The Batman, Ambulance, The Bad Guys, Escape Room: Tournament Of Champions. What do these Hollywood movies have in common? Studios won’t release them in Russia but have successfully secured theatrical releases for them in China, despite the CCP’s record of invasion and genocide.
When Vladimir Putin invaded Ukraine, the major Hollywood studios joined the corporate bandwagon by announcing they would halt all movie releases in Russia. Some including Disney and Paramount said they would go further by pausing other forms of business in Russia, including TV distribution and content licensing.
The boycotts aren’t likely to have much of an effect on Vladimir Putin’s grip on power. Nor will they have much of an impact on the studios’ bottom line, which was likely a key part of their calculations.
Russia accounts for a small percentage of global box office revenue for most studio blockbusters. Disney-Marvel’s Black Panther made around 1 percent of its total box office in Russia, while Sony’s Spider-Man: No Way Home made just under 2 percent.
China has surpassed the U.S. to become the world’s largest movie box office market, while Russia comes in a distant sixth place. The upshot: Studios are sacrificing relatively little box office revenue in exchange for favorable media coverage.
Warner Bros. yanked The Batman, starring Robert Pattinson, from Russian cinemas just a few days before it was set to open.
“In light of the humanitarian crisis in Ukraine, WarnerMedia is pausing the release of its feature film ‘The Batman’ in Russia,” the studio said. “We will continue to monitor the situation as it evolves. We hope for a swift and peaceful resolution to this tragedy.”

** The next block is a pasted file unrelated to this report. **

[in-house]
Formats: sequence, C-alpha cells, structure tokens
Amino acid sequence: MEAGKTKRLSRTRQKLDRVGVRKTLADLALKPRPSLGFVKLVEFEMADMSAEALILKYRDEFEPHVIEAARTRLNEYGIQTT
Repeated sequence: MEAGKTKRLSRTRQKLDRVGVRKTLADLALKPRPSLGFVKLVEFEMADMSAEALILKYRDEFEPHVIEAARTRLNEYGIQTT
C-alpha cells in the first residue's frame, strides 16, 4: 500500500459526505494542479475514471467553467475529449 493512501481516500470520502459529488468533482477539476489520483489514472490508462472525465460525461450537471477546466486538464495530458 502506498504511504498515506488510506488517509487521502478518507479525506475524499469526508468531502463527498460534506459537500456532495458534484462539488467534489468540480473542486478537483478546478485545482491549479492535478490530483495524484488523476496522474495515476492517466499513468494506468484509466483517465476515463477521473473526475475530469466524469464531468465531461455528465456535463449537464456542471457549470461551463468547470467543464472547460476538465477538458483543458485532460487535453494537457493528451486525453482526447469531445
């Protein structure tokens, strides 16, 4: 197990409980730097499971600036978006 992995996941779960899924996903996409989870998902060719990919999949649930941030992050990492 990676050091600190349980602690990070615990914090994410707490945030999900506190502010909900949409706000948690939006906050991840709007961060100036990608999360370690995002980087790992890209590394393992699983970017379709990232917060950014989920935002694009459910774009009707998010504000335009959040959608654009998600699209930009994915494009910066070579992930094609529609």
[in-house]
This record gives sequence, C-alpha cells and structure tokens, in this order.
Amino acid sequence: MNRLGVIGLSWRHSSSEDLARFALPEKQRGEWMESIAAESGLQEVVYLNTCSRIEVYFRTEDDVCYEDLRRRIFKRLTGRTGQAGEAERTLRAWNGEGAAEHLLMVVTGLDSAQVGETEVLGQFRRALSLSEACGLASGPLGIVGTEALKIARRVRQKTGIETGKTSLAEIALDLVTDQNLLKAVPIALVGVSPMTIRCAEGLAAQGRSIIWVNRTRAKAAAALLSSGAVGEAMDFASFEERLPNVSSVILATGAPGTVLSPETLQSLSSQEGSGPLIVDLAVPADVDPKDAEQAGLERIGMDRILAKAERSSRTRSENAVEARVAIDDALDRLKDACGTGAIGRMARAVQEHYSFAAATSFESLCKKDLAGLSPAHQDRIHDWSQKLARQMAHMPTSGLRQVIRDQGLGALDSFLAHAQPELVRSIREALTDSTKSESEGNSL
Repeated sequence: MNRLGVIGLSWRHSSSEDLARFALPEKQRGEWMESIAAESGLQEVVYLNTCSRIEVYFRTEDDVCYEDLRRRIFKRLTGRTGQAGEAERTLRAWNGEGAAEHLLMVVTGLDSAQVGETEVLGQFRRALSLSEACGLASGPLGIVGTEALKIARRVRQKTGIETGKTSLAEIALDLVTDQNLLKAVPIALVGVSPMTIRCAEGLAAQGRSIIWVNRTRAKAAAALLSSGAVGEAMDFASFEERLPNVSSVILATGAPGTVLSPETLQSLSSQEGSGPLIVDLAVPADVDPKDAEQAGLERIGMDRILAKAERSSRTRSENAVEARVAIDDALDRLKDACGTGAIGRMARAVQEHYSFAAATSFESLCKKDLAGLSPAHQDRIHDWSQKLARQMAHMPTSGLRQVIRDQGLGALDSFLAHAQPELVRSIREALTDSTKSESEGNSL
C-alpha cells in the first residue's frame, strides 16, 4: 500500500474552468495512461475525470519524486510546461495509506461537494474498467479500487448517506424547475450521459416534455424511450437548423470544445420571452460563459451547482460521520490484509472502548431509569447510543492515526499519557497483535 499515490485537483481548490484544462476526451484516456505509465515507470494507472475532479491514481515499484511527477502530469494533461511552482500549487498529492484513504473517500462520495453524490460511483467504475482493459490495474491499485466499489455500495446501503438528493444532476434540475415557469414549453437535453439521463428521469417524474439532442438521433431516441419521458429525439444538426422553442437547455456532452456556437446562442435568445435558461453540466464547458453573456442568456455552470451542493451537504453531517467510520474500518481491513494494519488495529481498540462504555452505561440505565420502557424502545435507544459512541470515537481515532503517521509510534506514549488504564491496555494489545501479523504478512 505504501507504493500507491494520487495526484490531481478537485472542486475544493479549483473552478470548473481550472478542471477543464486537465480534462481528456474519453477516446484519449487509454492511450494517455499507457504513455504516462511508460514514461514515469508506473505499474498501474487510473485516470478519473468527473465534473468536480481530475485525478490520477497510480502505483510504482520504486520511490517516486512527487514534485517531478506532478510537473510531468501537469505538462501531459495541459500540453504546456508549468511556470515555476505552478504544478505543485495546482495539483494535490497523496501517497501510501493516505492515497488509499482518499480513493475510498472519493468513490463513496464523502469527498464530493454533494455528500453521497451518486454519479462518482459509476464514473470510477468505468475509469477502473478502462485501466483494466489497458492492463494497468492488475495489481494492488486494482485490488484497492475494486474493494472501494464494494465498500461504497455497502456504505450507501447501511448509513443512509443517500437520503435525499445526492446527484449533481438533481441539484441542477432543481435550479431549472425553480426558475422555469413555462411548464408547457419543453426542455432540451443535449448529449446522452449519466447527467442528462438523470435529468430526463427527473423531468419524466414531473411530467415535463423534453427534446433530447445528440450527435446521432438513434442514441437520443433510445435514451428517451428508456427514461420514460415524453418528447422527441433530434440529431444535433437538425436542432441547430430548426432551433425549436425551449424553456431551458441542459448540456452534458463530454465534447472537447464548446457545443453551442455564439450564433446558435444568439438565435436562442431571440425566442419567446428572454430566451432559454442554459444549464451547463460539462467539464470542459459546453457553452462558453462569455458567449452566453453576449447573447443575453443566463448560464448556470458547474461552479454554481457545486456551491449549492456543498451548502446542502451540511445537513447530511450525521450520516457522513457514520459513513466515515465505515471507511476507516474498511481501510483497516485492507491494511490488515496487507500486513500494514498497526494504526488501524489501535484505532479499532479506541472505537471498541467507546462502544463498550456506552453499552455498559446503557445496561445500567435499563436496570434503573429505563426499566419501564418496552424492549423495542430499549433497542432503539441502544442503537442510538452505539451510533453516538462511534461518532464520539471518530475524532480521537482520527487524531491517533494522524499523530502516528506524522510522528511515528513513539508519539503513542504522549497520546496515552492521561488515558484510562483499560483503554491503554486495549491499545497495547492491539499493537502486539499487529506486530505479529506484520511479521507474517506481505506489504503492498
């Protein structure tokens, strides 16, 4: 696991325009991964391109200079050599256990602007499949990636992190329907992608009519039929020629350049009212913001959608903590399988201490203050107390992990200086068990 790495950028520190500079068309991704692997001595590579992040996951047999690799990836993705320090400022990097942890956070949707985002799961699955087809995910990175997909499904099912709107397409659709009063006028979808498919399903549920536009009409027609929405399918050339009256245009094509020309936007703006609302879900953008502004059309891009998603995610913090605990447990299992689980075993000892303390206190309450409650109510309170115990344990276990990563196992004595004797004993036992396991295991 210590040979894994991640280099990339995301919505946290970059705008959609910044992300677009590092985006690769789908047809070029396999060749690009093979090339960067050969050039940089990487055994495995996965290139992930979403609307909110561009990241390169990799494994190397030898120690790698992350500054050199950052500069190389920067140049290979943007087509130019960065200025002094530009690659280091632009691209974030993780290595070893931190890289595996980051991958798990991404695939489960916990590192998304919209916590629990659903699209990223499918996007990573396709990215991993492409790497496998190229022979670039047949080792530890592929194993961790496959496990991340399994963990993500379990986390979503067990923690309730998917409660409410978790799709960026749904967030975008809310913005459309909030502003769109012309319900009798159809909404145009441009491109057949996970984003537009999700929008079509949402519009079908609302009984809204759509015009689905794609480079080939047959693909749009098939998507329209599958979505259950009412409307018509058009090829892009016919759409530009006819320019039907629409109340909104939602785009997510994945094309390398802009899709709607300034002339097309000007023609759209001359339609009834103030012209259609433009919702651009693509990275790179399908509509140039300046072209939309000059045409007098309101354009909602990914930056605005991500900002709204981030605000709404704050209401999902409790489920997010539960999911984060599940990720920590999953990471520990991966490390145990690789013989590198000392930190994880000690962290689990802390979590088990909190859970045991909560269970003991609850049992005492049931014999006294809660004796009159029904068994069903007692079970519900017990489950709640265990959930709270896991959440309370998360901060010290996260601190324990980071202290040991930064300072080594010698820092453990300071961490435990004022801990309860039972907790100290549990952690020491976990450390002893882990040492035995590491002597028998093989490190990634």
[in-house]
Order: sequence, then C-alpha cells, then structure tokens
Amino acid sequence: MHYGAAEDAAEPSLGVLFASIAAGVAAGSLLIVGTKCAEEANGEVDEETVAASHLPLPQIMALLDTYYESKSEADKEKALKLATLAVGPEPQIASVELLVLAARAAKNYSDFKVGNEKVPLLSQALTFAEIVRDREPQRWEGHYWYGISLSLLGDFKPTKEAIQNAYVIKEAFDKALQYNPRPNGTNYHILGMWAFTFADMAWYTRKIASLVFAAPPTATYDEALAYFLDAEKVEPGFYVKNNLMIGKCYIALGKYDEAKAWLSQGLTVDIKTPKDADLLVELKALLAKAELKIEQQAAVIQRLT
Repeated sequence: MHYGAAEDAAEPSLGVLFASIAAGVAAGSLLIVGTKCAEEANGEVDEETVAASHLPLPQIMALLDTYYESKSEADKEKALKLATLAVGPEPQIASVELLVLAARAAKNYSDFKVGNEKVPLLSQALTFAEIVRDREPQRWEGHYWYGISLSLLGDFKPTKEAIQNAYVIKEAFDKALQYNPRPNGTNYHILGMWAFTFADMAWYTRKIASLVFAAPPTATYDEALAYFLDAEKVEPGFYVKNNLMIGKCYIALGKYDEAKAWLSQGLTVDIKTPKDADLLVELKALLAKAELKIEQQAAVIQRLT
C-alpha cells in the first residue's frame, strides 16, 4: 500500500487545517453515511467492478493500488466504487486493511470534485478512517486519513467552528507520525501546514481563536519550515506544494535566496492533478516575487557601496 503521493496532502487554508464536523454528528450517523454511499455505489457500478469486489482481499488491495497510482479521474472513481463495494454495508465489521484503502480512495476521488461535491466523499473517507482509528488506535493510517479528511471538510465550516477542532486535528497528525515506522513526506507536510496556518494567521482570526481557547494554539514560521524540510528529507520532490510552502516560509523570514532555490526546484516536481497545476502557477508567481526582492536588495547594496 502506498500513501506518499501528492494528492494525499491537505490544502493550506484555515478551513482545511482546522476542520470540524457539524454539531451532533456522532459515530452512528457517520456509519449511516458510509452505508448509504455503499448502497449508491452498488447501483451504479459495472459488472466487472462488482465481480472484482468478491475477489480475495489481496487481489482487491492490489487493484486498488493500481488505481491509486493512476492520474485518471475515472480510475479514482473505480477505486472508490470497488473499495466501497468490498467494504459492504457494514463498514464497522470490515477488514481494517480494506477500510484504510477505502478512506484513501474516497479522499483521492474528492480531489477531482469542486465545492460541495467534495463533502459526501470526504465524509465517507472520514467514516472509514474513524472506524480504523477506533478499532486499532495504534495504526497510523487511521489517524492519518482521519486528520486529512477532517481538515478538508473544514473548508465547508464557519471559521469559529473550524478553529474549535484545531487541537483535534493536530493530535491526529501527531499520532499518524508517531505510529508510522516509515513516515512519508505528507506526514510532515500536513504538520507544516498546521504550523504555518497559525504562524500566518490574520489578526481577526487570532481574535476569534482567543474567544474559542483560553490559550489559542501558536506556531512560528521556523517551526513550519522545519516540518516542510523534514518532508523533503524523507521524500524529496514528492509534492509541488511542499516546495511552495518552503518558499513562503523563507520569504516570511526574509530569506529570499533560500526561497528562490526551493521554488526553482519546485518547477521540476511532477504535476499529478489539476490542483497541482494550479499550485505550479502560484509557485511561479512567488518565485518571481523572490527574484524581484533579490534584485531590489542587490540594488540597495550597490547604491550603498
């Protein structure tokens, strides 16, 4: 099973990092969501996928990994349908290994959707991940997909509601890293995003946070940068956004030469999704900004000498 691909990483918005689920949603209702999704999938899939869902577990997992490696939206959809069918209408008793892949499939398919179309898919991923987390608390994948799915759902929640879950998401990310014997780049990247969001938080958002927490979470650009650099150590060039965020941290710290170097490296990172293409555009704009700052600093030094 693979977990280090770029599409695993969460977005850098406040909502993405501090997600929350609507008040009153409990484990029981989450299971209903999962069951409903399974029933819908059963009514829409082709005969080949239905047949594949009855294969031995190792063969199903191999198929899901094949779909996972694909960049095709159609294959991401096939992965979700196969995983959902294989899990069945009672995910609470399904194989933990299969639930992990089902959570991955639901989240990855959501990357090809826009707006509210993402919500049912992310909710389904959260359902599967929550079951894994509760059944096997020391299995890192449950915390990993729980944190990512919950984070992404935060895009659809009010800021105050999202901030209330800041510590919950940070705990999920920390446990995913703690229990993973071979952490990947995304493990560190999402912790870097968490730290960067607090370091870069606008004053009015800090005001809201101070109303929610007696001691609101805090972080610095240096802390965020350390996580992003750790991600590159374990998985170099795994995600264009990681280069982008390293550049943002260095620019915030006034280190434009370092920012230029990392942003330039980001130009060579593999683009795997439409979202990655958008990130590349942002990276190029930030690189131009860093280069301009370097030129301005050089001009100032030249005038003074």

But Warner Bros. scored an increasingly rare China release for the movie, debuting the superhero blockbuster on Chinese screens on March 18. The movie has bombed with Chinese moviegoers, making it the latest Hollywood casualty of China’s shift away from American movies.
Universal has landed Chinese releases for its Michael Bay thriller Ambulance and animated comedy The Bad Guys, while Sony’s Escape Room: Tournament of Champions is also slated to open in China.
None of these studios has voiced objections to China’s record of human rights atrocities and territorial invasion. In 1950, China invaded Tibet, forcing the Dalai Lama to flee and establish a government in exile. Since then, the CCP has sought to eradicate religious practice in the predominantly Buddhist nation.
China continues to make claims on Taiwan and has ramped up its belligerence toward the independent, democratic country since Joe Biden became president.
Both Disney and Universal have sunk billions of dollars into China in the form of theme parks. Disney operates parks in Shanghai and Hong Kong, while Universal opened its first Universal Studios park in Beijing late last year to the estimated tune of $3.3 billion.
Comcast, which owns Universal, recently feted the CCP with glowing media coverage during NBC’s broadcast of the 2022 Beijing Winter Olympics.